The archive, available free to the magazine’s subscribers, includes a quarter-million scanned pages available as PDFs from the magazine, starting with Harper’s June 1950 issue. It was launched April 1 with the help of the Cornell University Library, which allowed the magazine use of scans of the first 49 years of Harper’s. Associate editor Paul Ford spearheaded the project.
The magazine eventually plans to allow bloggers access to link to archived material, but launched with its subscribers in mind.
Like the New Yorker‘s archival DVD project, Harper’s could face criticism from its contributors — from Charlotte Brontë to Tom Wolfe — whose work has been digitized.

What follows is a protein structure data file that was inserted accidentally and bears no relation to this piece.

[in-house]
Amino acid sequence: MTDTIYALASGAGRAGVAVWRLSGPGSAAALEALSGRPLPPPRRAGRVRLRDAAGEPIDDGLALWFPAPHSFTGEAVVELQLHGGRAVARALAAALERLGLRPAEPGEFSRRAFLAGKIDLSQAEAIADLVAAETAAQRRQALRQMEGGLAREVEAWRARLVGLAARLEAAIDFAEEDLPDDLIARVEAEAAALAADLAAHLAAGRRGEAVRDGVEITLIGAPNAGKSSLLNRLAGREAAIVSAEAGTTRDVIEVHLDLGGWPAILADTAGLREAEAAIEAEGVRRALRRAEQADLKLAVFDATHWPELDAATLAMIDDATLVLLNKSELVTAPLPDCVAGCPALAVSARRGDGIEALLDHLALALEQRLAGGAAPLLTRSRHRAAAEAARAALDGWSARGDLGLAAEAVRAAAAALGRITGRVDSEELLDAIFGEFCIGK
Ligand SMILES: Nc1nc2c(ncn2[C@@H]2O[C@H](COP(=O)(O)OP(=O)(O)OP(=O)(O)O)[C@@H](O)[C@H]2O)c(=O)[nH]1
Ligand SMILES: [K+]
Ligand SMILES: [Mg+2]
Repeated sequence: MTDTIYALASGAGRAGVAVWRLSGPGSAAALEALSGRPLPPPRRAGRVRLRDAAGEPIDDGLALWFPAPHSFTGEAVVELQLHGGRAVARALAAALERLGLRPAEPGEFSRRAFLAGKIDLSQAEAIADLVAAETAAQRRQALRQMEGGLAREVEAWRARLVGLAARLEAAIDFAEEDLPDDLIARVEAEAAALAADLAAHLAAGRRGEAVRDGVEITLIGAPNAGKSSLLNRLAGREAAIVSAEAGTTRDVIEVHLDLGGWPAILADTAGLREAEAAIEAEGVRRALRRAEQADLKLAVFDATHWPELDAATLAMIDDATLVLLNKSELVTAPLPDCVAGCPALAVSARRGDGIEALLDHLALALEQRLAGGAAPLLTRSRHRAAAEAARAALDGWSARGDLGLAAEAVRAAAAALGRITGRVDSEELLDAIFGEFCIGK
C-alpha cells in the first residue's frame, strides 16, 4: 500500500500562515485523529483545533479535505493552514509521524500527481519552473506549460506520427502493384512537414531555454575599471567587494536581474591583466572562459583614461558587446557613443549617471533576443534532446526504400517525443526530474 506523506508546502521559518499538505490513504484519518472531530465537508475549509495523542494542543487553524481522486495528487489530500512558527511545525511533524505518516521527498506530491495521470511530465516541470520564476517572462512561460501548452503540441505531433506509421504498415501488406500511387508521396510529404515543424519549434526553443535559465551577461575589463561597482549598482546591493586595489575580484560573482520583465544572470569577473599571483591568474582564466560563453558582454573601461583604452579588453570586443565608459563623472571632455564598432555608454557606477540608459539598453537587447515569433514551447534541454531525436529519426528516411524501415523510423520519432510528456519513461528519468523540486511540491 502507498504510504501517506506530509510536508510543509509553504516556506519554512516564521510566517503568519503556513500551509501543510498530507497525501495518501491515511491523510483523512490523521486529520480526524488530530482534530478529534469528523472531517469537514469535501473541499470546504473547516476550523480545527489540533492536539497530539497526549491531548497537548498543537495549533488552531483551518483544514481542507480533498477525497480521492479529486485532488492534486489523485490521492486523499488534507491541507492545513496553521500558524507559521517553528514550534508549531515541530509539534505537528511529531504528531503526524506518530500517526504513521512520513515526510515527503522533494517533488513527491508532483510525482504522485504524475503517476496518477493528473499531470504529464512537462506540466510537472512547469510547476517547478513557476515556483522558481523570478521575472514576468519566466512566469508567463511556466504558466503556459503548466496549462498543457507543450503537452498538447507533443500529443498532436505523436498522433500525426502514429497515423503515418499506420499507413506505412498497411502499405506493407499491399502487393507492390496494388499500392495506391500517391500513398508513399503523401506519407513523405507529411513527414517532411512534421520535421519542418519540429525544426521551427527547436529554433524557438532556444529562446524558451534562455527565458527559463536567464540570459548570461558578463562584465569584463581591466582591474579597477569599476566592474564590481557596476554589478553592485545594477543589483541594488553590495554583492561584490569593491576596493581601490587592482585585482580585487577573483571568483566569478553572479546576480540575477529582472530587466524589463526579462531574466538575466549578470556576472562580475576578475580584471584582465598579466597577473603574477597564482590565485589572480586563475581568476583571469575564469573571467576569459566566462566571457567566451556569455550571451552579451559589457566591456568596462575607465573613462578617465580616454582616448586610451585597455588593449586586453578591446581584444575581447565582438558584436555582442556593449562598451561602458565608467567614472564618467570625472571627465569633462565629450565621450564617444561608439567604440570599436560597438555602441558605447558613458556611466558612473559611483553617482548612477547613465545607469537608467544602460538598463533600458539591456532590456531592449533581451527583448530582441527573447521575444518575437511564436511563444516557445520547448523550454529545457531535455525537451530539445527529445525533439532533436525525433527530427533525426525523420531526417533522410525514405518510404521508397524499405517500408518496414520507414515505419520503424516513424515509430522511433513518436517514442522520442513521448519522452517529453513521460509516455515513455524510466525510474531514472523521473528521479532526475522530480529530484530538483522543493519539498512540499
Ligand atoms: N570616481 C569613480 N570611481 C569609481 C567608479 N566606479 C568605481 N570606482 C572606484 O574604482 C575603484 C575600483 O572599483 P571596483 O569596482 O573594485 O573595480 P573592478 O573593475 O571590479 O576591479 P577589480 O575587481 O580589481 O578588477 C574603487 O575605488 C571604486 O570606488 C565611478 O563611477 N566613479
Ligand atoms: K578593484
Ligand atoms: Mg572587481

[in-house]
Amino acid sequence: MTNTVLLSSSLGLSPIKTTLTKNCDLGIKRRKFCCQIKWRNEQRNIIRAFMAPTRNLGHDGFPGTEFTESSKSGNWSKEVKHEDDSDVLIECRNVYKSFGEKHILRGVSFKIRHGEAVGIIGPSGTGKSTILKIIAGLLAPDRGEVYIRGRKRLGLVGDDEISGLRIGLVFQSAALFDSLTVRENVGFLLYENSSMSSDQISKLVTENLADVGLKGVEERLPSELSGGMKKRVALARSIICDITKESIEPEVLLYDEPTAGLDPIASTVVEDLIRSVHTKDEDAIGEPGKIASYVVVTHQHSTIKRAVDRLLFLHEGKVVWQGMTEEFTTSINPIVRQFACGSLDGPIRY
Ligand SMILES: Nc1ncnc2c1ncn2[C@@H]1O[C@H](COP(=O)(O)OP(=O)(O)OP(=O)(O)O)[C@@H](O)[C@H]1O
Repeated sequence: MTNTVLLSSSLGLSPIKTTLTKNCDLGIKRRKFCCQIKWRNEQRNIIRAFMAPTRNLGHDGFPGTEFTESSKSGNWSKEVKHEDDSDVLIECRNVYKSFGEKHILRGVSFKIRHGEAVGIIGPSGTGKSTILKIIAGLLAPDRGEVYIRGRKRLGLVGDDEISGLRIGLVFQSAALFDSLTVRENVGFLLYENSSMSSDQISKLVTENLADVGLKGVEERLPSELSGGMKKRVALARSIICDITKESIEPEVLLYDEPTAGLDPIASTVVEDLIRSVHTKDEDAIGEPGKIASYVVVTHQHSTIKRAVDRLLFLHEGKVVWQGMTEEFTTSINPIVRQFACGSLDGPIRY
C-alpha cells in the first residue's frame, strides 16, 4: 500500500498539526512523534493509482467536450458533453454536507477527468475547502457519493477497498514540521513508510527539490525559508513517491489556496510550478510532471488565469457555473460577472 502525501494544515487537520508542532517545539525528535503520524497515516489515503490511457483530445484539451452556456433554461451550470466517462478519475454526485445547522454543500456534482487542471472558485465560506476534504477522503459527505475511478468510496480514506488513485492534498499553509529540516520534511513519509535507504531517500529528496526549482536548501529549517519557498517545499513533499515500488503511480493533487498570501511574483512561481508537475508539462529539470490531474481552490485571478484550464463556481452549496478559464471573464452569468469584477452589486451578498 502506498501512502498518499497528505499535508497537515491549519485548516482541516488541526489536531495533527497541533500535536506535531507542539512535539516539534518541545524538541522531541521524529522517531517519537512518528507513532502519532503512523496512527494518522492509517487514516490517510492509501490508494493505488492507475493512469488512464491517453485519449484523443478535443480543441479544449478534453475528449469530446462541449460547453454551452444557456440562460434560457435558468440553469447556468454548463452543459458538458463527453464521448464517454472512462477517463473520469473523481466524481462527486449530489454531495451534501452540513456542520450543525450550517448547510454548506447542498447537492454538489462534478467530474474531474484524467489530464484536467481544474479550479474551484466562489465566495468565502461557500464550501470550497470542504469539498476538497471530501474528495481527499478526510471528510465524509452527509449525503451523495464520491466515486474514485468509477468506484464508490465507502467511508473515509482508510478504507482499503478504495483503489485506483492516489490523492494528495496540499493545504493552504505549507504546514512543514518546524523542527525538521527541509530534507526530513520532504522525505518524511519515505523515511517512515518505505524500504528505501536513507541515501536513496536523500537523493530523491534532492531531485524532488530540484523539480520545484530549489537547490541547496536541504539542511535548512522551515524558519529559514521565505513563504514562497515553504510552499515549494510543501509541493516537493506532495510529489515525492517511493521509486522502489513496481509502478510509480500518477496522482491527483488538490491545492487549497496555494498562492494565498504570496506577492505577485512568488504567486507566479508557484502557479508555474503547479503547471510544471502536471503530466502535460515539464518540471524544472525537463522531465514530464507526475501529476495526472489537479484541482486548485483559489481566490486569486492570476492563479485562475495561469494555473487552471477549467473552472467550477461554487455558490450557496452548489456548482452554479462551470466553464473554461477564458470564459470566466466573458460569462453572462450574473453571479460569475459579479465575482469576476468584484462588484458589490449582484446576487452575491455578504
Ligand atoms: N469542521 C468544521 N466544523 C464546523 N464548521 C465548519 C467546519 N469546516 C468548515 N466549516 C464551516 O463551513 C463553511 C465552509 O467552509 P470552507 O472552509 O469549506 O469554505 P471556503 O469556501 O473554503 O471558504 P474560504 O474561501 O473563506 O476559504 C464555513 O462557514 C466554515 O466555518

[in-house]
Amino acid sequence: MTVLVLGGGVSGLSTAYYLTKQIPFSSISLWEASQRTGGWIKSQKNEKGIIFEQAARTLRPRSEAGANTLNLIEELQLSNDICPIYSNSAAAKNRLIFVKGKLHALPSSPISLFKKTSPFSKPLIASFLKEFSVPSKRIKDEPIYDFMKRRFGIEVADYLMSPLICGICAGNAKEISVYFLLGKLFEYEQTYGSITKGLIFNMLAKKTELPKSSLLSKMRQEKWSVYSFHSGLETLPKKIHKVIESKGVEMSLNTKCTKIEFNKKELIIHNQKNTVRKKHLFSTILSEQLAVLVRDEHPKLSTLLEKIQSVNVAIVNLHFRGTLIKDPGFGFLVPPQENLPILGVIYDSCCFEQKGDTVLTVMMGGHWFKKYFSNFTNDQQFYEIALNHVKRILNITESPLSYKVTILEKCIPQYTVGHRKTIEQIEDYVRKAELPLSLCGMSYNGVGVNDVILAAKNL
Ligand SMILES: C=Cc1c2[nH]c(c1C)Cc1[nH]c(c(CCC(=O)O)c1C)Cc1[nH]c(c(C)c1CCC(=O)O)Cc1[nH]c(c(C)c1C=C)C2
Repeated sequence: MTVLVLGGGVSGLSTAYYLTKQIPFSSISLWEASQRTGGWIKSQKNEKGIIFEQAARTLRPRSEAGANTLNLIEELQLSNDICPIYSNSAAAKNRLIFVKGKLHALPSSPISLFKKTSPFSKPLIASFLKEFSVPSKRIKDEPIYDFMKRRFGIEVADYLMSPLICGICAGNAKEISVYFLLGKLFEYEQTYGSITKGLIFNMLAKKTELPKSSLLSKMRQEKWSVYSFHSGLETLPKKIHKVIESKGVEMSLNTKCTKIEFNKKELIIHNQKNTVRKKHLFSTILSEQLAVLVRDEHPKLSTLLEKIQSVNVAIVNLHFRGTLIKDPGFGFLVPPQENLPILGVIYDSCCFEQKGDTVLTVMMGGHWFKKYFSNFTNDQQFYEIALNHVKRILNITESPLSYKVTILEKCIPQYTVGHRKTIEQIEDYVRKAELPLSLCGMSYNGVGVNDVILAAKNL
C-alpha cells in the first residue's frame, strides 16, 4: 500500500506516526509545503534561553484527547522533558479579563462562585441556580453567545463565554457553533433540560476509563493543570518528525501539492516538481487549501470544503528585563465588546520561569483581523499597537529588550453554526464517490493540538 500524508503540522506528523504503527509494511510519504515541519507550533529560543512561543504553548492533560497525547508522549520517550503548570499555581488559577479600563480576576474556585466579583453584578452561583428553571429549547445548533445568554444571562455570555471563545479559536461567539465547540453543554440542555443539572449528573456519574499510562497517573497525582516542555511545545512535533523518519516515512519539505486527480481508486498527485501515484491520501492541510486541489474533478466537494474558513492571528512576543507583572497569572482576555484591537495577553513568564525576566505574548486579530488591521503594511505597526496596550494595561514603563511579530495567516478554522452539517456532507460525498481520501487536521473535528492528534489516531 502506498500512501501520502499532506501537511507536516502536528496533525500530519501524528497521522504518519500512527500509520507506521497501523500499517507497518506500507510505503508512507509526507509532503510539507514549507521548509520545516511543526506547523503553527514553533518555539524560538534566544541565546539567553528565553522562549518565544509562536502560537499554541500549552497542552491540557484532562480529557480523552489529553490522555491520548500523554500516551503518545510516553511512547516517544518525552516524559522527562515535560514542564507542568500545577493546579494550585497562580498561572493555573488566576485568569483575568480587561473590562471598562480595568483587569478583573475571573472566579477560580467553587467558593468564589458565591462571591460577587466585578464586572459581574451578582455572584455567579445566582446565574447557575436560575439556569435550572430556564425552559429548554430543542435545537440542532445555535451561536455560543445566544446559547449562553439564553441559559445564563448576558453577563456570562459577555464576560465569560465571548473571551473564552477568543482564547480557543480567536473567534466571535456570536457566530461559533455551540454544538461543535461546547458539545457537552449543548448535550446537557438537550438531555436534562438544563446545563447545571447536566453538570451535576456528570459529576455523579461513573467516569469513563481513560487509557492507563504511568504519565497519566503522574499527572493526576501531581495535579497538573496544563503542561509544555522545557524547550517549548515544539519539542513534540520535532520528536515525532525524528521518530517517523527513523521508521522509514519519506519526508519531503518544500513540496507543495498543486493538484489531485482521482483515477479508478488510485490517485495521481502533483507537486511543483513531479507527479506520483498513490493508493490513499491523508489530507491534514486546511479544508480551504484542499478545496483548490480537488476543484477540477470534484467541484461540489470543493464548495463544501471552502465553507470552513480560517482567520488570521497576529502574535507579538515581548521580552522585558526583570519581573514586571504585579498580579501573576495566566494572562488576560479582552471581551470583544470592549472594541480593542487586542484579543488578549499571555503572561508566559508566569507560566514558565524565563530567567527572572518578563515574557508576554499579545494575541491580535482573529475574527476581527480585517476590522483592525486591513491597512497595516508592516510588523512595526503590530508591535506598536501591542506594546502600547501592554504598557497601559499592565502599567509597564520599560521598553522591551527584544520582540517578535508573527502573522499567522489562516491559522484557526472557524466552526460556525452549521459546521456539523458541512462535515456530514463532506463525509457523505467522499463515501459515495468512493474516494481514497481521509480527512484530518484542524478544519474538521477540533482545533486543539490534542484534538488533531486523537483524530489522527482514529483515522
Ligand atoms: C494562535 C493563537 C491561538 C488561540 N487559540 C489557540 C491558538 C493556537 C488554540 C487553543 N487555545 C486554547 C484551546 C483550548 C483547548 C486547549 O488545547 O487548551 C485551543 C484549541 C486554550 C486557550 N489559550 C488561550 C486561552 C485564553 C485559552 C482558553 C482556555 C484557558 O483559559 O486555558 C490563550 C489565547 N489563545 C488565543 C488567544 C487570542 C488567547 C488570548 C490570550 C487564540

“In an ideal world we would have contacted all 40,000 writers living and dead,” Harper’s VP, public relations Giulia Melucci wrote in an e-mail. “In any case, we are not profiting from the individual works or any of it for that matter. This is a service to our subscribers; we are offering it to them for free. In our experience writers are delighted to have their work available on the Web.”